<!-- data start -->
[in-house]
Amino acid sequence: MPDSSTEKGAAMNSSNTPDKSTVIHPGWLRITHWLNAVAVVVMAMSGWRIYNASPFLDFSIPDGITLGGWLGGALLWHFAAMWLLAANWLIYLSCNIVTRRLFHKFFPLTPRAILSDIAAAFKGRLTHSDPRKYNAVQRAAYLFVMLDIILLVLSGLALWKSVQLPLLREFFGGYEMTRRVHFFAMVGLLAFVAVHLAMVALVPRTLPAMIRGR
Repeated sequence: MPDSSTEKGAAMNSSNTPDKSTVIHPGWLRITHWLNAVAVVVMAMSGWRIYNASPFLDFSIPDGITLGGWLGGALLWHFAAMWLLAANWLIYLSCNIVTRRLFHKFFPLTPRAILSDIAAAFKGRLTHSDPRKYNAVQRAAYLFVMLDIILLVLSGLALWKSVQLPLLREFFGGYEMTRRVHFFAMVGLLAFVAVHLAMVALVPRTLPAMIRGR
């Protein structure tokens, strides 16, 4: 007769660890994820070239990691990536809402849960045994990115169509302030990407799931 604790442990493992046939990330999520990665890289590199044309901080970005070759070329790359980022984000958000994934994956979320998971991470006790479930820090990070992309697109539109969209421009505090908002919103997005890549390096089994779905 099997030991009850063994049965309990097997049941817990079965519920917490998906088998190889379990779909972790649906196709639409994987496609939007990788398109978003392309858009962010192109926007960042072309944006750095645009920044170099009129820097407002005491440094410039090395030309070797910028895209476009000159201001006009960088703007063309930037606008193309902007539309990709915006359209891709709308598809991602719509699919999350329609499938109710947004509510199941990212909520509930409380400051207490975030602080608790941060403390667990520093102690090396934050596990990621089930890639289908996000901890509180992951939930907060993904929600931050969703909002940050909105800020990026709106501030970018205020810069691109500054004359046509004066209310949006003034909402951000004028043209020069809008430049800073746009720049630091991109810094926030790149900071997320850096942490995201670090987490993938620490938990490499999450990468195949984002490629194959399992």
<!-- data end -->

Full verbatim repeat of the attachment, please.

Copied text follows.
[in-house]
Amino acid sequence: MPDSSTEKGAAMNSSNTPDKSTVIHPGWLRITHWLNAVAVVVMAMSGWRIYNASPFLDFSIPDGITLGGWLGGALLWHFAAMWLLAANWLIYLSCNIVTRRLFHKFFPLTPRAILSDIAAAFKGRLTHSDPRKYNAVQRAAYLFVMLDIILLVLSGLALWKSVQLPLLREFFGGYEMTRRVHFFAMVGLLAFVAVHLAMVALVPRTLPAMIRGR
Repeated sequence: MPDSSTEKGAAMNSSNTPDKSTVIHPGWLRITHWLNAVAVVVMAMSGWRIYNASPFLDFSIPDGITLGGWLGGALLWHFAAMWLLAANWLIYLSCNIVTRRLFHKFFPLTPRAILSDIAAAFKGRLTHSDPRKYNAVQRAAYLFVMLDIILLVLSGLALWKSVQLPLLREFFGGYEMTRRVHFFAMVGLLAFVAVHLAMVALVPRTLPAMIRGR
């Protein structure tokens, strides 16, 4: 007769660890994820070239990691990536809402849960045994990115169509302030990407799931 604790442990493992046939990330999520990665890289590199044309901080970005070759070329790359980022984000958000994934994956979320998971991470006790479930820090990070992309697109539109969209421009505090908002919103997005890549390096089994779905 099997030991009850063994049965309990097997049941817990079965519920917490998906088998190889379990779909972790649906196709639409994987496609939007990788398109978003392309858009962010192109926007960042072309944006750095645009920044170099009129820097407002005491440094410039090395030309070797910028895209476009000159201001006009960088703007063309930037606008193309902007539309990709915006359209891709709308598809991602719509699919999350329609499938109710947004509510199941990212909520509930409380400051207490975030602080608790941060403390667990520093102690090396934050596990990621089930890639289908996000901890509180992951939930907060993904929600931050969703909002940050909105800020990026709106501030970018205020810069691109500054004359046509004066209310949006003034909402951000004028043209020069809008430049800073746009720049630091991109810094926030790149900071997320850096942490995201670090987490993938620490938990490499999450990468195949984002490629194959399992």